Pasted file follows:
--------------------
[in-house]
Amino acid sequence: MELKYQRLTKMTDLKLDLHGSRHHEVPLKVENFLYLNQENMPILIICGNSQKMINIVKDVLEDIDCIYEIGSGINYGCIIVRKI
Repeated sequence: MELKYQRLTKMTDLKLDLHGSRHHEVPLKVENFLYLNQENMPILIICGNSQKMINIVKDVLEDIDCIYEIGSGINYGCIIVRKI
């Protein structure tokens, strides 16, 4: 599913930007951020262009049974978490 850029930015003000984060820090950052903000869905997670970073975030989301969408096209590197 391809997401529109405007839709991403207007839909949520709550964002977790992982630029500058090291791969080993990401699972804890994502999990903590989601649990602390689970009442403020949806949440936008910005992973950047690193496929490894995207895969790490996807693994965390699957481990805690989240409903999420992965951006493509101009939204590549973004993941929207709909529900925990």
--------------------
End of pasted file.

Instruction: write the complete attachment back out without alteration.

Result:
[in-house]
Amino acid sequence: MELKYQRLTKMTDLKLDLHGSRHHEVPLKVENFLYLNQENMPILIICGNSQKMINIVKDVLEDIDCIYEIGSGINYGCIIVRKI
Repeated sequence: MELKYQRLTKMTDLKLDLHGSRHHEVPLKVENFLYLNQENMPILIICGNSQKMINIVKDVLEDIDCIYEIGSGINYGCIIVRKI
């Protein structure tokens, strides 16, 4: 599913930007951020262009049974978490 850029930015003000984060820090950052903000869905997670970073975030989301969408096209590197 391809997401529109405007839709991403207007839909949520709550964002977790992982630029500058090291791969080993990401699972804890994502999990903590989601649990602390689970009442403020949806949440936008910005992973950047690193496929490894995207895969790490996807693994965390699957481990805690989240409903999420992965951006493509101009939204590549973004993941929207709909529900925990």